“They filed for shelf space, knowing ETFs were on the rise,” says Paul Weisbruch, vice president of ETF/options sales and trading at Street One Financial LLC. “You might as well throw your hat into the ring, but don’t spend millions until you have a product.”

Now, Fidelity may be thinking that it has that niche product in actively managed sector ETFs.

Noah Hamman: It's almost like adding a new share class.
Noah Hamman: It’s almost like adding
a new share class.

New product line

As Banker is quick to point out, Fidelity has one of the “largest lineups of actively managed sector funds,” primarily in its Select line of funds. Lowell agrees that Fidelity has been a force in sector investing with a “phenomenal quiver of sector arrows.”

But, when it comes to adapting those arrows to sector ETFs, Fidelity was in danger of being left behind yet again.

Dan Dolan, senior vice president of Sector SPDR, says sector ETFs are “a mature product in the ETF space.” When Sector SPDR launched its first sector ETF in 1998, it was just the 25th ETF product. Now, there are hundreds of sector ETFs, he says. Sector SPDR, itself has more than $50 billion in sector ETF assets, with Vanguard and iShares each accounting for about another $10 billion. See: Coming from behind, Vanguard is gobbling up ETF market share.

This means that to make a dent in the market and compete, Fidelity will have to offer something different. It seems to be hoping, Weisbruch and Lowell speculate, that actively managed ETF versions of its Select sector funds will give advisors something new to bring to ETF-hungry clients. Lowell argues that the market hasn’t really seen “truly expert, actively managed sector fund ETFs with a whole range of products.”

Money magnet

Actively managed ETFs are still a very young product and offer a larger opportunity for someone new to step in, says Weisbruch. Fidelity filed with the SEC for the injunctive relief application needed to market the products and was given the green light by the commission three years ago.

Now the question is: Did Fidelity wait too long?

“It’s not too late, because they’re actively managed,” says Noah Hamman, CEO of AdvisorShares Investments LLC, a pioneer in actively managed ETFs. “It’s almost like adding a new share class.”

Weisbruch agrees that the actively managed arena is less crowded than traditional ETFs, and a big player could step in and gain a large portion of the market. But he thinks Fidelity still may have missed the moment.

“They did wait too long,” says Weisbruch. He points to other late entrants, such as Russell Investments, for instance,which had a number of closures from its ETFs after they failed to attract assets. And Scottrade announced in August that it was liquidating its FocusShares ETFs because of a lack of assets. “We’ve seen significant closures,” Weishbruch says. See: How Russell is faring since joining the competitive ETF party with an all-star ex-Barclays crew.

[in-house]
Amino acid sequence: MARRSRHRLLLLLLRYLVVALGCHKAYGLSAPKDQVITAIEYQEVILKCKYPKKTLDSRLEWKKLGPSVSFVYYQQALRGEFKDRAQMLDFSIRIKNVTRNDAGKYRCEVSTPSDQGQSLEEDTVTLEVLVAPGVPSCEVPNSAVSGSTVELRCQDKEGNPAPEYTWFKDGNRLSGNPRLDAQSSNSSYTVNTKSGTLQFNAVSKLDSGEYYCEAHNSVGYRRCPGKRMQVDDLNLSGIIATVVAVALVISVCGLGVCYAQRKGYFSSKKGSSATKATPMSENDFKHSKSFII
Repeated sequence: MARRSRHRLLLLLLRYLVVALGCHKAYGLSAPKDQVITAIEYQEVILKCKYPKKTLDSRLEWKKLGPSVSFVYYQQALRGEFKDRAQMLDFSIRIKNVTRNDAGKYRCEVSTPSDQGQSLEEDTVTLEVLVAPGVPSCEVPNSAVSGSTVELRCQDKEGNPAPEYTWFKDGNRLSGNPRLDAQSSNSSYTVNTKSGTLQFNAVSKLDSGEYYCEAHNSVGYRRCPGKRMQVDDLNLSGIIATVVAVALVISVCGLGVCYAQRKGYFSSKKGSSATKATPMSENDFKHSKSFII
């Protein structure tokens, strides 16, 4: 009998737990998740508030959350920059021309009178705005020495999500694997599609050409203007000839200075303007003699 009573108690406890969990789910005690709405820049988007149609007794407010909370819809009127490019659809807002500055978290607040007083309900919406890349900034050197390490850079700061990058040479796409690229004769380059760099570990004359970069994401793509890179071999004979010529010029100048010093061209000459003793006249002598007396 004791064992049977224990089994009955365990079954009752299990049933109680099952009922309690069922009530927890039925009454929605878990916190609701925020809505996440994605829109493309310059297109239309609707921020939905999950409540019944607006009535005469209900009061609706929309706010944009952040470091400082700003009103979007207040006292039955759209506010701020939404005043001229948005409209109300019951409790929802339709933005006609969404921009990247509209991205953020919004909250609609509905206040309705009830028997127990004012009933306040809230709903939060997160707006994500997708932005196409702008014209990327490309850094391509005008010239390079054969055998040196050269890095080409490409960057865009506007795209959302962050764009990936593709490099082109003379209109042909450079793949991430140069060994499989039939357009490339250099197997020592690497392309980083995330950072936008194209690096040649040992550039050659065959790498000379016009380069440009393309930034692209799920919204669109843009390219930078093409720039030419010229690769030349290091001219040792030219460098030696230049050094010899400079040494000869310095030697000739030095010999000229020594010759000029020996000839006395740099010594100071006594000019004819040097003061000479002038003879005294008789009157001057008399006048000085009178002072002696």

Lowell argues, however, that advisors are looking for better performance and that actively managed sector ETFs may be able to address that issue.

Adam Bold: The world doesn't need more ETFs, but that's irrelevant.
Adam Bold: The world doesn’t need
more ETFs, but that’s irrelevant.

Fidelity may not even have to do anything particularly exciting or new to fill that gap, says Adam Bold, founder of The Mutual Fund Store. “I don’t think they have to be cheaper or better or revolutionary to attract a lot of assets,” he says. “They’re just going to get money, because they’re Fidelity.” Schwab may have had a similar view a few years ago when it jumped in to ETFs. See: 10 reasons why Schwab’s move into ETFs may be an even bigger deal than it appears.

Going all-out

But Fidelity will not actually be capitalizing on the Fidelity name, as the new division is called SelectCo, though Banker says that could change. Weisbruch speculates that the different brand name may be an attempt to avoid having difficult conversations with advisors who are already purchasing Fidelity mutual funds at higher fees. But that strategy may backfire, says Weisbruch, who points out that Scottrade’s FocusShares, the rough equivalent of SelectCo, failed, perhaps because people never quite understood that they were dealing with Scottrade.

Jason Lahita, managing partner at Los Angeles-based Financial Communications Partners, speculates that Fidelity is putting SelectCo “under another brand so it is arm’s length from previous positioning on ETFs, as well as previously failed efforts.”

But while Fidelity may be playing a close hand when it comes to SelectCo, Weishbruch is pretty sure the firm will go all out. “I don’t think they would have waited this long to give it a half-hearted go,” says Weisbruch.

The new division will likely unveil new ETF versions of its Select funds in the next year or so, hoping to cash in on advisors’ interest in ETFs before someone else does, he adds.